Happy Memorial Day weekend! For some people this holiday weekend marks the beginning of summer. This year it is a little different though. We are not free to wander as much as we would have liked. Some areas are still closed and others have restrictions on the number of people who can visit. One place that has no restrictions is our own garden. We can still enjoy our backyards and patios. This year make your garden a paradise and then it will seem like a vacation every time you step outside!
We hope that everyone has a safe and enjoyable weekend.
This week we featured...
Parking Strip Gardening
One of the toughest places to garden in the city, is along the street, in an area called the parking strip, or as some people call it the ’hell strip’. It is called that because it is tough to keep watered and maintained. For most people that means planting grass and then trying to keep it watered and mowed, but the first hot streak and it is a barren and dry mess. Bonny, who we know from the Regional Water Providers Consortium, has one of the difficult parking strips. She had been documenting her conversion of a ‘hell’ strip, a parking strip between the sidewalk and the street, into a water wise garden full of drought tolerant plants. It is a work in progress but we bet it will be incredible! Other than some supplemental watering in the first year, she had a ‘water wise’ and beautiful addition to her home. This space is huge and it appears to be quite a chore, but Bonny is tackling it in small chunks and making good choices for her plants, which is what she recommends for everyone.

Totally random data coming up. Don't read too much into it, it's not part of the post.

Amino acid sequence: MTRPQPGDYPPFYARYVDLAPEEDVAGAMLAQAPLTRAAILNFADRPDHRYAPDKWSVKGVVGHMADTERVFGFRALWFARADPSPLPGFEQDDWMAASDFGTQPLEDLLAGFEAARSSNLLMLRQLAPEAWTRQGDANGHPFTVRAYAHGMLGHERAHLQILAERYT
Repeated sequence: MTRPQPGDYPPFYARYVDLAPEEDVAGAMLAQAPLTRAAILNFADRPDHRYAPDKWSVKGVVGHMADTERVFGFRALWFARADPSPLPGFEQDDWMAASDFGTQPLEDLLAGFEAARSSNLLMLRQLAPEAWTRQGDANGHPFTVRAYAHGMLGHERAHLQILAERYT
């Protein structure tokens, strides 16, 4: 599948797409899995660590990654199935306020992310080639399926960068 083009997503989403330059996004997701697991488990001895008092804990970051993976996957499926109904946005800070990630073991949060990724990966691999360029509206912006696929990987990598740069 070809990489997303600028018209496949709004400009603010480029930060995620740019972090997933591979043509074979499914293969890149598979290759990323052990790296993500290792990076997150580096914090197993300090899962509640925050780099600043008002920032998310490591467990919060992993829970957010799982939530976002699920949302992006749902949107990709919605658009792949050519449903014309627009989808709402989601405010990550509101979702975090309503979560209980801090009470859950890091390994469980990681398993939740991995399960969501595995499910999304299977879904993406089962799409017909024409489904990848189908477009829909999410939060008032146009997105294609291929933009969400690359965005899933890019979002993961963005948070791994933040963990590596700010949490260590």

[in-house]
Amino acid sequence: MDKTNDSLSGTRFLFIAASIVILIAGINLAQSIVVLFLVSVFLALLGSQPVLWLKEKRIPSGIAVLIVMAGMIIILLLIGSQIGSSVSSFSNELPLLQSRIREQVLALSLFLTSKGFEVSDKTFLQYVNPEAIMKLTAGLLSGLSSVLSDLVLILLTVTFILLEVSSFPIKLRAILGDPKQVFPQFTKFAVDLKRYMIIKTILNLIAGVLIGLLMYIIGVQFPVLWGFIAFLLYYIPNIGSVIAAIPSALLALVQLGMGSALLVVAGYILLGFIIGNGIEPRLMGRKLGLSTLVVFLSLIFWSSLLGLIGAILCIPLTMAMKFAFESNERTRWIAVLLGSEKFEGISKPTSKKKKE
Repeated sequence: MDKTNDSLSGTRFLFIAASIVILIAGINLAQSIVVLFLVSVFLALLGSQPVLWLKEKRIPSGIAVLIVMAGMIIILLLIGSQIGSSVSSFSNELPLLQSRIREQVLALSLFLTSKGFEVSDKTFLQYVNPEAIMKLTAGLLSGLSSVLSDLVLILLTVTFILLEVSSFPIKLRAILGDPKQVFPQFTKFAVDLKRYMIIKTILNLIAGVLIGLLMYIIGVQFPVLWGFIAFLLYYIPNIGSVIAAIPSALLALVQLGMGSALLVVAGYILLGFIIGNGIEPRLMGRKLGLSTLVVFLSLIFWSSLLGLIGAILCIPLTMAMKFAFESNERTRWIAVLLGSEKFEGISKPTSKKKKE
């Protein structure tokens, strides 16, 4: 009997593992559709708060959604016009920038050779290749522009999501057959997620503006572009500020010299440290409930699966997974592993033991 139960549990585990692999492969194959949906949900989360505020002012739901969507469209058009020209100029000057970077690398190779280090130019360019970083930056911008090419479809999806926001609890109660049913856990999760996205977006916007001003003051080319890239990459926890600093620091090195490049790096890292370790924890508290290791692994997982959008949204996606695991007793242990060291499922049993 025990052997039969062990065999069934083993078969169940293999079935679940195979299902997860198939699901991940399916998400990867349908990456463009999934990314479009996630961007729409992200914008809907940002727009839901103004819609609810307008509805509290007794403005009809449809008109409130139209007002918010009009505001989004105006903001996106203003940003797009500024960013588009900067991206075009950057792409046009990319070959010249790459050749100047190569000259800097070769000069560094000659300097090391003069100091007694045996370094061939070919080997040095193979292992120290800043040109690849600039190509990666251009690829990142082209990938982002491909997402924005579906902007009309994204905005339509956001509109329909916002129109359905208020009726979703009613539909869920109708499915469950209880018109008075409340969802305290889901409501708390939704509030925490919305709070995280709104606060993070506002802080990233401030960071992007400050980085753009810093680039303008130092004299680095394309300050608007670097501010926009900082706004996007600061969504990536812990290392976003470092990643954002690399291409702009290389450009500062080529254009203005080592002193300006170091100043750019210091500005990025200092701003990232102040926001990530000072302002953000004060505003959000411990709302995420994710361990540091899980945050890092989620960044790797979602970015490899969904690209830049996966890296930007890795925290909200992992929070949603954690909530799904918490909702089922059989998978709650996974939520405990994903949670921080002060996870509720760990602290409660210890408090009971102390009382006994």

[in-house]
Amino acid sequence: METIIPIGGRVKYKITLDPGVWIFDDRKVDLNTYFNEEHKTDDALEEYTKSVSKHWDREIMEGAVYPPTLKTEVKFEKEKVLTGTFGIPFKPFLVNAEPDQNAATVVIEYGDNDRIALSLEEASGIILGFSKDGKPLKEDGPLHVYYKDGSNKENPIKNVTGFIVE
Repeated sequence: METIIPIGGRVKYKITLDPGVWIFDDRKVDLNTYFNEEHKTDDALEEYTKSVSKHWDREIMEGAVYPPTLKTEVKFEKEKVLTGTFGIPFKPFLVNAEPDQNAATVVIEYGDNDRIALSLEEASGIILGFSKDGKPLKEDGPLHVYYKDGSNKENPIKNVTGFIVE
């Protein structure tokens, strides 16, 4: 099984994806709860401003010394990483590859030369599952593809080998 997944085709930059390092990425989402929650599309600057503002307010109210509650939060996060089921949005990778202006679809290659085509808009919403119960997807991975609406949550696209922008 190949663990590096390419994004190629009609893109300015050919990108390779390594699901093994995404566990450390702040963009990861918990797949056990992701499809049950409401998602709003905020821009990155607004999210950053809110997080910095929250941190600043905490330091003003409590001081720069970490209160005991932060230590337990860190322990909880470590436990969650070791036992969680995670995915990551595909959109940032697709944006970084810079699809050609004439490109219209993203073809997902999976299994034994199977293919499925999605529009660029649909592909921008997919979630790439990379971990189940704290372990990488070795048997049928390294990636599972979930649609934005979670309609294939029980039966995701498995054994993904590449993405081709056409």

Obviously, Bonny is very responsible with her water usage in the garden. She uses drip for all her containers and soaker hoses in most of her beds. The big key that she shared with us was ‘right plant, right place’. This is important; by planting the right plants together you can easily meet the needs and the plants will thrive. Of course Bonny got a lot of her tips from the Regional Water Providers Consortium website. You can go there and learn a lot about saving water in your home and your garden. They even have a plant guide with great water wise plants for our area. You can check it out here, https://www.regionalh2o.org/sites/default/files/Waterwise%20Plant%20Guide%202020.pdf. If you have a tough place for growing plants, use the guide and build a beautiful garden.